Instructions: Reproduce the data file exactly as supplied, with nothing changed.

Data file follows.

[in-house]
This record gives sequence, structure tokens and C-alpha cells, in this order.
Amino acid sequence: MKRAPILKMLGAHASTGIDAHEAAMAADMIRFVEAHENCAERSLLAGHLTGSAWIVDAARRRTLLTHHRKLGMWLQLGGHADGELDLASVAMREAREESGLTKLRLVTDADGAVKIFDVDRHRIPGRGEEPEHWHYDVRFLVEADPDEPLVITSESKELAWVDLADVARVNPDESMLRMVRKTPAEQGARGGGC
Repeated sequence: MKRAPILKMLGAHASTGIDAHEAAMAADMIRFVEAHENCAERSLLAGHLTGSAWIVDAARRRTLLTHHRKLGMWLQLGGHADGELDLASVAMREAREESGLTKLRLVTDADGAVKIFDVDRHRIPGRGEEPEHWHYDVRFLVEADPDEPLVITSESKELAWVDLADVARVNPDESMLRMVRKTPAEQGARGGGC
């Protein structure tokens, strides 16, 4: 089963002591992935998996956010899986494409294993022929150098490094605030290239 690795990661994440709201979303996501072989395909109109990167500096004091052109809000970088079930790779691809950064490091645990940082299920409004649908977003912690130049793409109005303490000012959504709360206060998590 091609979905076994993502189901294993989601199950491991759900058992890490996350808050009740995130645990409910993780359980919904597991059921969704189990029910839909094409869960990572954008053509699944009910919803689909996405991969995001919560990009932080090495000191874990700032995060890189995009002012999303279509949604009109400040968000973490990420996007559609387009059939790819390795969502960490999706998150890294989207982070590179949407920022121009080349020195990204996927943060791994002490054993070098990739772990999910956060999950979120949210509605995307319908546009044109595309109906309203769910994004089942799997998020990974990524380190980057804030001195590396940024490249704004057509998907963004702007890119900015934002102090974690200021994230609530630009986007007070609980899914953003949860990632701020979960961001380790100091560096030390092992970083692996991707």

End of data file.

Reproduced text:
[in-house]
This record gives sequence, structure tokens and C-alpha cells, in this order.
Amino acid sequence: MKRAPILKMLGAHASTGIDAHEAAMAADMIRFVEAHENCAERSLLAGHLTGSAWIVDAARRRTLLTHHRKLGMWLQLGGHADGELDLASVAMREAREESGLTKLRLVTDADGAVKIFDVDRHRIPGRGEEPEHWHYDVRFLVEADPDEPLVITSESKELAWVDLADVARVNPDESMLRMVRKTPAEQGARGGGC
Repeated sequence: MKRAPILKMLGAHASTGIDAHEAAMAADMIRFVEAHENCAERSLLAGHLTGSAWIVDAARRRTLLTHHRKLGMWLQLGGHADGELDLASVAMREAREESGLTKLRLVTDADGAVKIFDVDRHRIPGRGEEPEHWHYDVRFLVEADPDEPLVITSESKELAWVDLADVARVNPDESMLRMVRKTPAEQGARGGGC
């Protein structure tokens, strides 16, 4: 089963002591992935998996956010899986494409294993022929150098490094605030290239 690795990661994440709201979303996501072989395909109109990167500096004091052109809000970088079930790779691809950064490091645990940082299920409004649908977003912690130049793409109005303490000012959504709360206060998590 091609979905076994993502189901294993989601199950491991759900058992890490996350808050009740995130645990409910993780359980919904597991059921969704189990029910839909094409869960990572954008053509699944009910919803689909996405991969995001919560990009932080090495000191874990700032995060890189995009002012999303279509949604009109400040968000973490990420996007559609387009059939790819390795969502960490999706998150890294989207982070590179949407920022121009080349020195990204996927943060791994002490054993070098990739772990999910956060999950979120949210509605995307319908546009044109595309109906309203769910994004089942799997998020990974990524380190980057804030001195590396940024490249704004057509998907963004702007890119900015934002102090974690200021994230609530630009986007007070609980899914953003949860990632701020979960961001380790100091560096030390092992970083692996991707």